Amendments to Rules Governing Pricing of Mutual Fund Shares
[Release No. IC-26288; File No. S7-27-03]
The following comment on Letter Type A,
Letter Type A:
Jonathan G. Katz, Secretary
Dear Mr. Katz:
As a 401(k) sponsor with a substantial proportion of plan assets invested in mutual funds, I am deeply concerned that the SEC's so-called "hard four" proposal unnecessarily and systematically discriminates against 401(k) investors. I strongly encourage the SEC to adopt an alternative that can effectively address late trading abuses without these unintended discriminatory effects.
Before a 401(k) participant’s trade request is delivered to a mutual fund, significant record keeping and compliance duties are necessary. , The hard four rule would require investment decisions to be made by plan participants as early as noon. This premature cut-off could have substantial adverse effects on participants relative to those mutual fund investors who hold their investments directly through accounts at the mutual fund. By way of a stark but not at all unusual example, think back to the collapse of Enron. A 401(k) participant invested in a mutual fund with significant exposure to Enron stock learns at 1 p.m. of negative news stories that will clearly and adversely affect Enron's stock value. The 401(k) participant is foreclosed from trading out of the mutual fund shares on that day and will receive tomorrow's price on any order placed following that news.
Meanwhile, the investor who holds the same mutual fund shares but does so through an account with the mutual fund can trade immediately upon learning of the news and will receive that day's price. Plainly, news stories and events can move stock values over the course of a single trading day. By substantially compressing the hours of the 401(k) participants trading day, the hard four close creates a lesser, second-class of mutual fund investors. Put differently, the fact that 401(k) participants are long-term investors does not somehow neutralize or ameliorate the adverse consequences of constraining their ability to trade.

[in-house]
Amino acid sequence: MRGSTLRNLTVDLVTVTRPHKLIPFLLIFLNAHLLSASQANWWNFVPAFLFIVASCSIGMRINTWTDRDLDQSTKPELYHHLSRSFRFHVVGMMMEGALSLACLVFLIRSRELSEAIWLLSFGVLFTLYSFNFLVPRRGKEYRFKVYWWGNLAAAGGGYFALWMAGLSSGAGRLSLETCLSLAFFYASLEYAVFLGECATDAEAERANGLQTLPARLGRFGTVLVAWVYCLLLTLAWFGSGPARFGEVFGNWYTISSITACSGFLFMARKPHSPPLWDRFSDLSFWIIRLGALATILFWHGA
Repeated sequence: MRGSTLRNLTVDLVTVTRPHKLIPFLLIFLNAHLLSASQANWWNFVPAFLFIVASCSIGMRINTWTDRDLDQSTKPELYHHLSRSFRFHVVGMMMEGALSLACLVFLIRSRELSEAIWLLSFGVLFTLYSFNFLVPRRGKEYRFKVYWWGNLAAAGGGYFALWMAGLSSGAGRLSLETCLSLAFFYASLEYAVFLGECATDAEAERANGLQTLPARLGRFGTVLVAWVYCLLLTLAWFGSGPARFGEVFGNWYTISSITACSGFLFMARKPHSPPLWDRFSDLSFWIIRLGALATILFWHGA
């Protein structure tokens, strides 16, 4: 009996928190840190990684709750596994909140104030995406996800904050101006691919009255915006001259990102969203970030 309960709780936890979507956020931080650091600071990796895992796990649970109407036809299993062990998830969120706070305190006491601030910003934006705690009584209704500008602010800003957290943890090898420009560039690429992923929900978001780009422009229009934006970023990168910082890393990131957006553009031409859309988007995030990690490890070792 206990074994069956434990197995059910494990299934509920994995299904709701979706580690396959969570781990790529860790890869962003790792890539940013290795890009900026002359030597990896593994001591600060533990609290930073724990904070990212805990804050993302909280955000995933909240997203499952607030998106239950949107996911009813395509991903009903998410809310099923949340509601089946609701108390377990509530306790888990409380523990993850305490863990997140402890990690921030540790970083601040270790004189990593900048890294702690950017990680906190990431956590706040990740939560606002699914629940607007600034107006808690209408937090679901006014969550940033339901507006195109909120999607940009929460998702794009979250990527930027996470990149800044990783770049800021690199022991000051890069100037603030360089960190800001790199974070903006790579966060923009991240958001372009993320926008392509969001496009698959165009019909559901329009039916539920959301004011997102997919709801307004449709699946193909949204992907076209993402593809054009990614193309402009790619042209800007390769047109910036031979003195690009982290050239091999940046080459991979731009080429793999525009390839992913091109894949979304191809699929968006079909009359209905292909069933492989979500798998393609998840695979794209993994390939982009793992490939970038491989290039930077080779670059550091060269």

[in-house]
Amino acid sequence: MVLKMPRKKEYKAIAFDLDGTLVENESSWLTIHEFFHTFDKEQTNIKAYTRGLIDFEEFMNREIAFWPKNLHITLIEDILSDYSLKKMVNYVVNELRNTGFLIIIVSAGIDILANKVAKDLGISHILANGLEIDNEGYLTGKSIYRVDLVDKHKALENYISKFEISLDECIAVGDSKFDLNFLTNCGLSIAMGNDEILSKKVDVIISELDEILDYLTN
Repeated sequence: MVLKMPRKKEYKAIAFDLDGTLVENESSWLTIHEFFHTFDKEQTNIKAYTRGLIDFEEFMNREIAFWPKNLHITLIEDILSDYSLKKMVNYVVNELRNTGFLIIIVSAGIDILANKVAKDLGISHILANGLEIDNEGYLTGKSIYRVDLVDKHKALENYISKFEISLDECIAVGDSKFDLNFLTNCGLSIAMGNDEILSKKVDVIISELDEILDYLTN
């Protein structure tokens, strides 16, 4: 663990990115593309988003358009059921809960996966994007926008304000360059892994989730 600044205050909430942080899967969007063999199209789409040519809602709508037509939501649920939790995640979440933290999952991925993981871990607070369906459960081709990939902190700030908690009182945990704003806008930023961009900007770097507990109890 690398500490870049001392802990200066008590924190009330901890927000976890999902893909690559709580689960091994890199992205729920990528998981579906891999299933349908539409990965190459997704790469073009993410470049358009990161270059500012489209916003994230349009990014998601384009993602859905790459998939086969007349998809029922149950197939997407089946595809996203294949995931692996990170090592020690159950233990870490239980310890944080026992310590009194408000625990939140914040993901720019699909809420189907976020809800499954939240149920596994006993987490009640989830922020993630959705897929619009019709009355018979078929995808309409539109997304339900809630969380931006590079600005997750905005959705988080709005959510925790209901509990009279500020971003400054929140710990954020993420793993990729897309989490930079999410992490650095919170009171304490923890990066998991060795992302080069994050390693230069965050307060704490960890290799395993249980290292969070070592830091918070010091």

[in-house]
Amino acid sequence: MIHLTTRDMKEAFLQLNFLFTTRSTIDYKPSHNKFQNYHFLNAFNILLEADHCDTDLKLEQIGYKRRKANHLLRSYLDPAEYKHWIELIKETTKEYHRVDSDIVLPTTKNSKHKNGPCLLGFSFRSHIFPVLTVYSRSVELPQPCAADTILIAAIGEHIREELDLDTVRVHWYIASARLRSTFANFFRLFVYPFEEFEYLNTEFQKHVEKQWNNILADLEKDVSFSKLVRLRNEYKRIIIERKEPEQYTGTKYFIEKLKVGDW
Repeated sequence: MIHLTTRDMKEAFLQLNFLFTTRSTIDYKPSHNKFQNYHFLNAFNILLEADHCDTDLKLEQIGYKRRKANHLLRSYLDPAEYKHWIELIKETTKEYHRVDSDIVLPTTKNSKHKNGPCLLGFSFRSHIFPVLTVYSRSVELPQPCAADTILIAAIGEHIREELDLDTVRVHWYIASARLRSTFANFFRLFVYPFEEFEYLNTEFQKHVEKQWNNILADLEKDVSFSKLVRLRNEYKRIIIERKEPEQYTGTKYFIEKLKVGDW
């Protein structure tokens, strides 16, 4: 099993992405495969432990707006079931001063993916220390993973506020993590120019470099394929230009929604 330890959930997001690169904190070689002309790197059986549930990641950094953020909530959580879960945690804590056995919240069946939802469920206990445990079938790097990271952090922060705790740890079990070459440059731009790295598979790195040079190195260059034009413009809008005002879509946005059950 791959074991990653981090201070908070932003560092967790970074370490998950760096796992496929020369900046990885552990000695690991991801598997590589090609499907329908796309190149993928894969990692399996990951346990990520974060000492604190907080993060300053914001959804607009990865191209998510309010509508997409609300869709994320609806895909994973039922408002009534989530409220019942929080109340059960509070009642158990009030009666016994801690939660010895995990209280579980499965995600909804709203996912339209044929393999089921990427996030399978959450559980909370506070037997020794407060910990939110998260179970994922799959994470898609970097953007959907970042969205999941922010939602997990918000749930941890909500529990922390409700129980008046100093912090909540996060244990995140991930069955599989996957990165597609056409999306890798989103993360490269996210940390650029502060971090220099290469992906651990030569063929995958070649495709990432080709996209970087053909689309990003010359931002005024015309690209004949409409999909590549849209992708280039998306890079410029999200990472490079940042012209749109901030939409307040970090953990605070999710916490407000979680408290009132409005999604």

For plan participant requests that involve exchanges between funds, the impact of the hard four close is even more detrimental and discriminatory. Without fund price information, such requests will have to be executed over a 2-day period, i.e. by sale of shares on Day 1 and a corresponding purchase on Day 2. The resulting delay in processing caused by the SEC's proposal will unquestionably result in lost earnings for participants as plan assets are held uninvested.
We recommend that the SEC consider a viable alternative that can stem illegal trading without systematically discriminating 401(k) plan participants. Verifiable time and date stamp technology, coupled with an independent audit process and SEC inspections of intermediaries, can be used in a manner that does not unfairly constrain the investment options of 401(k) participants. In a time when millions of Americans’ retirement savings are dependent upon the benefits of employer-sponsored 401(k) plans, it would not be in the best interest of investors to require a “hard four” close. Ironically, such a regulation would produce the results that directly undermine its stated purpose—the creation of a fair and level playing field among investors. Instead, the “hard four” proposal promises to introduce new and substantial inequalities by favoring those who invest directly in mutual funds.
Thank you for your consideration.